I visited Bangkok before, almost five years ago now, when I set off on my first backpacking adventure. That was a very different trip, involving 3 months of volunteering followed by all the classic backpacker activities; jungle trekking in Chiang Mai, Full Moon partying in Ko Pha Ngan and scuba-diving on Ko Phi Phi. I’m glad that I had the chance to do this before, because I certainly won’t fit it into this trip! My flight leaves Dublin at 9.15am on Monday and arrives into Bangkok (via Paris) at 7am on Tuesday morning, the day before the Summit starts. There’ll be no time to sit around recovering from the 15 hour transit time or the jet lag – the schedule is packed, with breakfast served from 6.30am and sessions running until late evening each day. However, it’s not all work and no play – on Wednesday, the Summit begins with a boat procession along the Chao Phraya River, lined with ancient temples and modern architecture, before the opening ceremony at Sanam Luang in the historic centre of Bangkok. Here, we will get to enjoy Thai culture through music acts, entertainment and traditional markets, where I anticipate I will spend my entire budget for the week on jewellery and brightly coloured harem pants.

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Over the last week, hype has been steadily building on the OYW social media accounts, with pictures of Bangkok preparing for the Summit and delegates from around the world starting to make their journey there. It was recommended that we download a great app called Convene, on which one can easily connect with other delegates and peruse the event schedule. The sessions at One Young World will cover a wide range of topics, with Plenary Sessions on areas such as Human Rights and the Environment and Special Sessions with titles from “Engineering into a zero carbon future” to “Unlocking your unicorn”. There is a general focus over the four days in South East Asia and Thailand, with dedicated sessions such as Leading Thailand and ASEAN Leaders Forum. Although I have a general interest in everything that will be discussed at the Summit, I am especially interested in the issues surrounding climate change and global health. Thus, I am particularly looking forward to the Plenary Session on the Environment, as well as one of the breakout sessions I registered for – Innovative Solutions to Healthcare Challenges. Hosted by Johnson and Johnson, this workshop will look at the role of multinational healthcare companies in implementing Corporate Social Responsibility initiatives such as health crisis intervention and local community projects. I’m hoping to glean much from these sessions – and the Summit as a whole – that I can take home with me to develop and apply in my future career both at home in Ireland and abroad.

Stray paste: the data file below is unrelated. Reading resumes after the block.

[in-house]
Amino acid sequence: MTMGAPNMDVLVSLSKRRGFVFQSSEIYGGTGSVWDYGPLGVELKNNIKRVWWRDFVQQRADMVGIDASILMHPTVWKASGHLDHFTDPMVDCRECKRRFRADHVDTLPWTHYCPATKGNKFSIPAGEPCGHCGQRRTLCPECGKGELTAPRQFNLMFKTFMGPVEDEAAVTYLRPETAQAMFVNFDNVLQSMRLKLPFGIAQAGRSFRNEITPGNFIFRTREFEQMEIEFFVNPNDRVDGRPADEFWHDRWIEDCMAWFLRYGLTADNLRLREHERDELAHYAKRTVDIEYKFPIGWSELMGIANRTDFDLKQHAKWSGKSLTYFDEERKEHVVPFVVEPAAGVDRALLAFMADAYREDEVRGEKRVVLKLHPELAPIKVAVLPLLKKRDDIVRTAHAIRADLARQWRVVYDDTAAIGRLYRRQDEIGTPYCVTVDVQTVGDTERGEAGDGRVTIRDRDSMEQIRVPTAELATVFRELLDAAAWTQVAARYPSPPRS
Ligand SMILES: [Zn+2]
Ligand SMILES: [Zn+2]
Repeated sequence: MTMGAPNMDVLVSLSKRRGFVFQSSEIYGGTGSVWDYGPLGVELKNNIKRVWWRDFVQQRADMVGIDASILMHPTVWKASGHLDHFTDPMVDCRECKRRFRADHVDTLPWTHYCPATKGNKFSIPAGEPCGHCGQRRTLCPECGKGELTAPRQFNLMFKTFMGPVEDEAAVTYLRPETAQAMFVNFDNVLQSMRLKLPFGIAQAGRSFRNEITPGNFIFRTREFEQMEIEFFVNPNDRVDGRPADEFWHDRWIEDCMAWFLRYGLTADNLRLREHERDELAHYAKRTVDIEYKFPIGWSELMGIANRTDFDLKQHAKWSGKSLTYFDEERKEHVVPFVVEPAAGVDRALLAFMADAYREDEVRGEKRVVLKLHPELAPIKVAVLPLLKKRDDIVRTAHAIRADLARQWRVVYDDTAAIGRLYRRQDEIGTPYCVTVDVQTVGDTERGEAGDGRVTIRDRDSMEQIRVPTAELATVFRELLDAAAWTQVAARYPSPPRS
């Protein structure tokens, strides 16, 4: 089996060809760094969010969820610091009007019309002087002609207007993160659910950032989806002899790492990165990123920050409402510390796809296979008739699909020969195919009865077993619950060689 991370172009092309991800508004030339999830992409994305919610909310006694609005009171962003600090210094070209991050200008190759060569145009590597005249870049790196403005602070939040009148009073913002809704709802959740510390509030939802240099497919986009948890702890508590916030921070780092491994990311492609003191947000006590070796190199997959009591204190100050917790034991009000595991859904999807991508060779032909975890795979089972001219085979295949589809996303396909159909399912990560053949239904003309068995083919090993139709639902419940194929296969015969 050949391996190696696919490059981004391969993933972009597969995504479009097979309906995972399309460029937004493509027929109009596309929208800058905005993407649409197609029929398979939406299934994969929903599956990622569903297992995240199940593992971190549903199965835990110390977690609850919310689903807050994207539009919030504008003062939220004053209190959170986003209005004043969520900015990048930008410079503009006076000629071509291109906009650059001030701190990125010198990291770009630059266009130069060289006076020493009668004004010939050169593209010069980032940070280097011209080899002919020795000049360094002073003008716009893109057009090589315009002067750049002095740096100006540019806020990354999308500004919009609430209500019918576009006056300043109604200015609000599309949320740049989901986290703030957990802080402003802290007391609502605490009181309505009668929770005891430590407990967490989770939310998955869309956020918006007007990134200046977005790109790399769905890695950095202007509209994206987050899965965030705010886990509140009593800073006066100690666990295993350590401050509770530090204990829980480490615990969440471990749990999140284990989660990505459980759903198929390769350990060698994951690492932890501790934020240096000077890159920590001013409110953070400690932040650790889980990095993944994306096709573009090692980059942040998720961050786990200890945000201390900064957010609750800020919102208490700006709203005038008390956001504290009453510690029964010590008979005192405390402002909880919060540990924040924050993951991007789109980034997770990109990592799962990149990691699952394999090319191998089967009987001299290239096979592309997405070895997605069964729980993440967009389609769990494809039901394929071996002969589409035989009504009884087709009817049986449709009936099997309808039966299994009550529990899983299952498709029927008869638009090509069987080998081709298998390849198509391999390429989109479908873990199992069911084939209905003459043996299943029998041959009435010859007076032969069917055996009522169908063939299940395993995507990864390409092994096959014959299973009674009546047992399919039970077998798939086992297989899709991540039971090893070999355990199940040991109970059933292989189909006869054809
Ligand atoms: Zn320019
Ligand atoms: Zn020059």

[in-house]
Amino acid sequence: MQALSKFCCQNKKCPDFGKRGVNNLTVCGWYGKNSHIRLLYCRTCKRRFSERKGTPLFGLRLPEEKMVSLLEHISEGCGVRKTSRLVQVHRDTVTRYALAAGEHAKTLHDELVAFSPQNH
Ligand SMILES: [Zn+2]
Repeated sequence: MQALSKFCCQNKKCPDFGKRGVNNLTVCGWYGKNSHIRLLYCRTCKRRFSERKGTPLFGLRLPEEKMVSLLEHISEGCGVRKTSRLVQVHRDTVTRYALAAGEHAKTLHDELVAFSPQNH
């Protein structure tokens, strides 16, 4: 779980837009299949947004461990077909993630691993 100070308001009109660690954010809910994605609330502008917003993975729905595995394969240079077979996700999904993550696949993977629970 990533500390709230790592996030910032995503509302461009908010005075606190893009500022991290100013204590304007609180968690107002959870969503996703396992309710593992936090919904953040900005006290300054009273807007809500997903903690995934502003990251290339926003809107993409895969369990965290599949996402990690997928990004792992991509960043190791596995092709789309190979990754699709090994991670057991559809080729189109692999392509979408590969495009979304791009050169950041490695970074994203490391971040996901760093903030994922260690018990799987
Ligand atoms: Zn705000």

One Young World posted a video on their Instagram this week of an interview with a Trinidad and Tobago OYW ambassador, Melissa Pascal. She said, “Once you have gone to this conference, you are entirely changed. You are now a game changer”. I came back from my trip to Thailand in 2011 with a very different perspective of the world and its problems. Here’s hoping that upon my return in 2015, I will have gained the skills and knowledge necessary to become a game changer, to fight against inequalities and injustice and to be a part of the solution to these problems that the world continues to face every day.